Ellen Collins on funder priorities for open access

ellen_collinsIn the last two years, UK policy has taken a clear turn towards open access. With the aim of making published, peer-reviewed research outputs available to anybody who wants to read them, the open access movement has been around for a while. But 2012’s Finch Review, commissioned by David Willetts and accepted by him on behalf of the government, gave many funders an impetus to strengthen and enforce their existing open access policies.

Medical research funders are a diverse group, ranging from government bodies to pharmaceutical companies, and including charities with annual research budgets from somewhere in the low thousands of pounds to £650 million. Some funders have been longstanding proponents of open access: the Wellcome Trust, for example, and the Medical Research Council. But for others, the government’s focus represents a step into less familiar territory. And, although they don’t all have to follow the government’s policy lead, most of them expect that it’ll affect researcher expectations. So they can’t afford to ignore open access.

The BMJ commissioned my organisation, the Research Information Network, to undertake a small qualitative study on funder priorities for open access, now and over the next 12-18 months. It involves ten research funders, each engaged to a different extent with open access, and it provides a snapshot of public, charity, and commercial funders and their attitudes towards open access publishing.

First, we should be clear that all the funders we spoke to support the principles of open access. Indeed, those principles are hard to argue against. But that support doesn’t always translate into firm policies or significant financial resources. Broadly speaking, open access was a bigger priority for funders who have research as their main or only organisational aim. Those who have other objectives – patient support, drug development – may find that it’s lower on their list of concerns. Charities, in particular, had assumed that their researchers would primarily use the “green” (author self-archiving) route to open access rather than the government’s preferred “gold” route, where a fee is paid to underwrite the publisher’s costs.

Another important priority for funders, across the board, is information. They want to see a transparent market develop in APCs, the fees paid by authors (or, more usually, their funders) to underwrite a publisher’s costs. Not all of them are convinced that publishers will supply this information without some intervention. They also want to track how their money is being spent, and to understand usage of open access content: they think that this should help them to build a case for open access within their own organisations where that is necessary.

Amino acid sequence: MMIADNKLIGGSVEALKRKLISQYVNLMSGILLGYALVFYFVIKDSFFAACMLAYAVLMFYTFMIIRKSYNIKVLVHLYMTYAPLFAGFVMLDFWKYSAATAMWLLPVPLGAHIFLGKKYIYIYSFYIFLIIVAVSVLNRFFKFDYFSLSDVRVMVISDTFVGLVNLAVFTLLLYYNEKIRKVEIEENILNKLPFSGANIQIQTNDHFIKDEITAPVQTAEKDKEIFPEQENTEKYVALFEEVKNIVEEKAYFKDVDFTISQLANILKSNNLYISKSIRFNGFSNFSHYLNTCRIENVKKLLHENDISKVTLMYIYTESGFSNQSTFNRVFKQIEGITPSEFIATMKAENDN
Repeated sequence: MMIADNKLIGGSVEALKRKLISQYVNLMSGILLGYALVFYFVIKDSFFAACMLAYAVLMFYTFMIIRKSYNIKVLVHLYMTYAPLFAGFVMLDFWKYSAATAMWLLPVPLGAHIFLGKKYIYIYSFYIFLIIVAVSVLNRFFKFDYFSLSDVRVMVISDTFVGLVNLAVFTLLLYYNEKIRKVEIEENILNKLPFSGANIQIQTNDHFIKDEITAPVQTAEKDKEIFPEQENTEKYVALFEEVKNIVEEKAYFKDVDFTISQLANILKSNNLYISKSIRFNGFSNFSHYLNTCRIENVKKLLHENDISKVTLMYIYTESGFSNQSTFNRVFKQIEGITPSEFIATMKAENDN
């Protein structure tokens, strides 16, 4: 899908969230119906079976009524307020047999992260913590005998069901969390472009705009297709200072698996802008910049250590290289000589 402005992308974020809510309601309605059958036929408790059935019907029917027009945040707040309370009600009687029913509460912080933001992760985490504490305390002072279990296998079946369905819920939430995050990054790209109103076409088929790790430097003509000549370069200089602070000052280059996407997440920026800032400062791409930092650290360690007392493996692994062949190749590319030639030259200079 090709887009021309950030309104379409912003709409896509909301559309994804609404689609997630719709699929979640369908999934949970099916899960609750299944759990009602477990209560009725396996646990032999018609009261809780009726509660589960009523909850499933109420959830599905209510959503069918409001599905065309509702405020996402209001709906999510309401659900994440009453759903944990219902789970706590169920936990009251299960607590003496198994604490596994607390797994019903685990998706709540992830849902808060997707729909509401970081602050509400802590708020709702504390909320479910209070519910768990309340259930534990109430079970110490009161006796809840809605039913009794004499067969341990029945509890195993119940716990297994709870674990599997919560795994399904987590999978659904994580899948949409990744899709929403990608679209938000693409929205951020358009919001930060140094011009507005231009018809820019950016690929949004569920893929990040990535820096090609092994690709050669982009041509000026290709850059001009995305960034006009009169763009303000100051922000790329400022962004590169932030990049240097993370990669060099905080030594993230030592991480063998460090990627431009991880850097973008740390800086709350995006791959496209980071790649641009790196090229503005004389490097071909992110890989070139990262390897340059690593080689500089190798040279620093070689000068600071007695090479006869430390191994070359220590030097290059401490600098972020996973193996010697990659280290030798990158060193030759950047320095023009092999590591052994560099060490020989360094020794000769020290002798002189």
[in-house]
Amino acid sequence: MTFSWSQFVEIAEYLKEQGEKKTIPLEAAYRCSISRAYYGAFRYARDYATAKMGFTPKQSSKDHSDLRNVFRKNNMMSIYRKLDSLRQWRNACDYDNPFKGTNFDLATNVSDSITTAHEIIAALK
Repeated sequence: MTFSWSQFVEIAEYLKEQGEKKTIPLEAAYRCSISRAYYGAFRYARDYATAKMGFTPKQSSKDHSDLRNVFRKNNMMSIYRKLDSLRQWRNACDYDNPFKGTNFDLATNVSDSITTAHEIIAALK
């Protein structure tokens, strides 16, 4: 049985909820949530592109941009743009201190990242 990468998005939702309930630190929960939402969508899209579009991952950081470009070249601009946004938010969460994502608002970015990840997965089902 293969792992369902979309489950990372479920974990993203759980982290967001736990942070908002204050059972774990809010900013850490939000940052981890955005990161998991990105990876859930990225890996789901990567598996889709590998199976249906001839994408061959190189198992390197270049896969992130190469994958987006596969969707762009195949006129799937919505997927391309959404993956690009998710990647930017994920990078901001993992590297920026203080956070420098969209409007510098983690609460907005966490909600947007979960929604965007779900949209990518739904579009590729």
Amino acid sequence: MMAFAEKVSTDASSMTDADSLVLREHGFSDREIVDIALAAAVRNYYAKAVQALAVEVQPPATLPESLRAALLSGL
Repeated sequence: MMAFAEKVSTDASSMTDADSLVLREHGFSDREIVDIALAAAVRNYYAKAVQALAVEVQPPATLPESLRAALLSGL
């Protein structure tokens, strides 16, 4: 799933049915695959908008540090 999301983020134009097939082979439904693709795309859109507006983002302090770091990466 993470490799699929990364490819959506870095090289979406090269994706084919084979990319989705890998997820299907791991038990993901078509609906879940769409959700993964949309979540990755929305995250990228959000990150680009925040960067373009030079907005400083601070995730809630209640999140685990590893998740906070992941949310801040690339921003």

Funders recognise that the changes in policy are confusing for their researchers, and want to make their lives as easy as possible through the transition period. The funders who have had a longstanding commitment to open access are starting to think about more rigorous enforcement of their policies. But those who were less experienced, or had fewer resources to back up their open access policies, were not yet ready to punish researchers for non-compliance: that’s not to say they won’t consider such moves in time, though.

Finally, it was clear that open access is getting a lot of attention because of the recent changes in UK policy. But it’s just one of many concerns for funders, who are also thinking about the best ways to share data, protocols, negative findings and results from studies that aren’t clinical trials. All of these carry their own challenges, but could also bring considerable benefits for research. Many funders expect to develop clearer policies around these issues in the next year or two: watch this space!

Competing interests: I declare that I have read and understood the BMJ Group policy on declaration of interests and I hereby declare the following interests: My employer has received funding from RCUK to undertake work to support RCUK’s activity around open access. 

Ellen Collins is a research consultant at the Research Information Network (RIN), where she works on a variety of projects looking at the future of scholarly communications.